I wasn’t especially overwhelmed, or even impressed by Ant-Man and the Wasp when I saw it for the first time. I could barely remember it a month after watching. Next to 2018’s roster of ambitious, visually daring, logistically massive films, Ant-Man and the Wasp seemed unambitious, silly, and small. It didn’t have a sweeping political message like Black Panther. It didn’t tie up a bazillion narrative threads the like Avengers: Infinity War. It didn’t set new standards in superhero animated storytelling like Spider-Man: Into the Spider-Verse.  It didn’t even have the adolescent shock jock charge of Deadpool 2 or Venom. Ant-Man and the Wasp was just another superhero movie. It seemed designed to be overlooked.

But after rewatching it last week, the humility of Ant-Man and the Wasp has really grown on me. Giant stories are by their nature hard to wrap your head, or your heart, around. But Ant-Man and the Wasp‘s smaller-than-life stakes give its characters, and its plot, room to breathe.   

Ant-Man and the Wasp isn’t about saving the entire universe; it’s about saving mom. Janet van Dyne (Michelle Pfeiffer), the original Wasp, disappeared on a secret mission in 1987 when she was forced to shrink to a subatomic scale to diffuse a missile. Her husband, Hank Pym (Michael Douglas), has just realized he might be able to rescue her after the events of Ant-Man where Scott Lang (Paul Rudd) shrank into the quantum realm and came back. So Hank and his daughter Hope (Evangeline Lilly) contact Scott, who is under house arrest for illicit use of the Ant-Man tech. The three of them try to bring Janet back. Their main antagonist is Ava Starr (Hannah John-Kamen), aka the supervillain ghost, who can walk through walls and is trying to steal Hank’s lab for herself.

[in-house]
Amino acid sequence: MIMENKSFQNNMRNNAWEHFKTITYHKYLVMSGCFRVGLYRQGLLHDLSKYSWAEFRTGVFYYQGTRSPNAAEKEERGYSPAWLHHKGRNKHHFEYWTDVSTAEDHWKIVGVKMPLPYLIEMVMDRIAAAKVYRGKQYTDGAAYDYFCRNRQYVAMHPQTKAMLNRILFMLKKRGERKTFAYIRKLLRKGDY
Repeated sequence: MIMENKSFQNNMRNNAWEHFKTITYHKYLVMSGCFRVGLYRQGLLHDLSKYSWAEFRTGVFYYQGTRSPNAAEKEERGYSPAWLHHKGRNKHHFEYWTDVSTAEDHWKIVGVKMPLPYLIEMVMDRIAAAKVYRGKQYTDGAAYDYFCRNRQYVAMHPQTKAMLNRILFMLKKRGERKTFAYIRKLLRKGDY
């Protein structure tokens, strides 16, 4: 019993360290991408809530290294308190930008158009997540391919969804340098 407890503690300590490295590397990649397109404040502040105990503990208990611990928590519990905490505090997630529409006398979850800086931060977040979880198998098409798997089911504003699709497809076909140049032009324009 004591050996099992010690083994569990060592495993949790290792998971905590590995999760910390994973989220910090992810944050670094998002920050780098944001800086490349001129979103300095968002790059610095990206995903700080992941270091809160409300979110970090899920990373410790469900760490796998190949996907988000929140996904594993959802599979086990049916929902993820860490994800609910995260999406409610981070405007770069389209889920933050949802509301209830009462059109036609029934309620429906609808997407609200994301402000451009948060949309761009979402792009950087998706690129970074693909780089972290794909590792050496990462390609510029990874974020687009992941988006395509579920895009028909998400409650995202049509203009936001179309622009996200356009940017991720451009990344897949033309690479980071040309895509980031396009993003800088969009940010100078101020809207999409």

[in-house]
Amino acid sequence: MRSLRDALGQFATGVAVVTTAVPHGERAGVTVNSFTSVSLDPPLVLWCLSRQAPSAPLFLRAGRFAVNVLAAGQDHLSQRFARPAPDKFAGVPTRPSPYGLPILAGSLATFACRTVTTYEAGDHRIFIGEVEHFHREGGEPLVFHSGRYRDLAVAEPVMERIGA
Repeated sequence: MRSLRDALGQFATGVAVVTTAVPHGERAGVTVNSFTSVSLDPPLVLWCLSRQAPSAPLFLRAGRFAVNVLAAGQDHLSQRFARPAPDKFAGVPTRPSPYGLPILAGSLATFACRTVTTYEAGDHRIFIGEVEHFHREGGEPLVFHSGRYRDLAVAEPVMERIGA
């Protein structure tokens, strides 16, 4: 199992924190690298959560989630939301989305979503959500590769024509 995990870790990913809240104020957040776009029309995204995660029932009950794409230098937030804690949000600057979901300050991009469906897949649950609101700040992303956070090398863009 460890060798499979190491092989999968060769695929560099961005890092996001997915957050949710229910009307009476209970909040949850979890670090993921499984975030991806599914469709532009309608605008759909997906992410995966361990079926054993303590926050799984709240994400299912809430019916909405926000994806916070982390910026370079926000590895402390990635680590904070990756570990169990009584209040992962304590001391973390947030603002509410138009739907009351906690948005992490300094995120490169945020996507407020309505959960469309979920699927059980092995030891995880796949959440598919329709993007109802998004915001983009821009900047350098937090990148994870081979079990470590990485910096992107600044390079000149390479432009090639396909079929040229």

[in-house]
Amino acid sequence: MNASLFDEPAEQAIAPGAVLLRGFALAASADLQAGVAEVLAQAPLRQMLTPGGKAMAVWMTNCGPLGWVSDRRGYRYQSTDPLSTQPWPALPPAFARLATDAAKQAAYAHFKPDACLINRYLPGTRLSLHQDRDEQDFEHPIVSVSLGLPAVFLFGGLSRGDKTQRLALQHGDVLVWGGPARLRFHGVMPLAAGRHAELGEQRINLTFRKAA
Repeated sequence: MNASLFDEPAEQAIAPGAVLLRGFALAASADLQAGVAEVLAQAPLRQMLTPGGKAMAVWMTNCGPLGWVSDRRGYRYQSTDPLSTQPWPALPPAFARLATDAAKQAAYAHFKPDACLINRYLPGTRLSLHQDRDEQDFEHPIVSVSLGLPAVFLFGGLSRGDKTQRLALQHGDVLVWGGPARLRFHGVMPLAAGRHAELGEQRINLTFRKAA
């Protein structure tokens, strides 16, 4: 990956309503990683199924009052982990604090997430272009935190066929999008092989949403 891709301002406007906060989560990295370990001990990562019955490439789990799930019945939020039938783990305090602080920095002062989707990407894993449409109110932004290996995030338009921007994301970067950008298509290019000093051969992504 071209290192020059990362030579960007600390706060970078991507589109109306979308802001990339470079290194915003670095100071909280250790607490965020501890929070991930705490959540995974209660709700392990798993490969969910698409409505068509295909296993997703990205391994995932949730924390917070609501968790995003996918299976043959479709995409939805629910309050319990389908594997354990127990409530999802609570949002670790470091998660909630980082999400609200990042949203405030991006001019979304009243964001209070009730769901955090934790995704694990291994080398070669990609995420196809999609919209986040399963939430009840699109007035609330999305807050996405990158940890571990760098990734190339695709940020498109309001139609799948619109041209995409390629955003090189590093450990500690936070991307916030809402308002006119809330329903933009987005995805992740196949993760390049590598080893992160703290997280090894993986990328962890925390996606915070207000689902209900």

The plot sounds a bit convoluted and overly finicky when you write it out. That’s in part because it isn’t based around a single world-shattering conflict. Infinity War, for all its monstrous size, can be boiled down to a one-sentence elevator pitch: “Thanos tries to kill half the people in the universe.” Instead, all of the characters in Ant-Man and the Wasp have their own goals and crises which loom large for them, even if they don’t seem that important to anyone else.

In one of the funniest gags of the film, the bad guys have Scott, Hope, and Hank tied up when Scott’s cell phone rings. It’s his daughter, Cassie (Abby Ryder Fortson), and who then texts him that it’s an emergency! He convinces the kidnappers to let him FaceTime with her, and she explains that she can’t find her soccer cleats, which she needs for a game the next day. Scott promises to find her cleats, and hangs up. Everybody stares at him while he mutters defensively, “It was an emergency!”

It’s not just Cassie who has an emergency. Scott is trying to get through three more days without letting the police know he’s violating house arrest so that he can spend more time with his daughter. Scott’s buddy Luis (Michael Peña) is trying to get the security consultation business he’s started with Scott off the ground. Ava wants to steal Hank’s equipment in order to stabilize her molecules and stop the phasing that causes her constant excruciating pain. Most supervillains have grandiose plans for wealth or world conquest or restoring ecological balance to the universe. Ava just wants to stop hurting.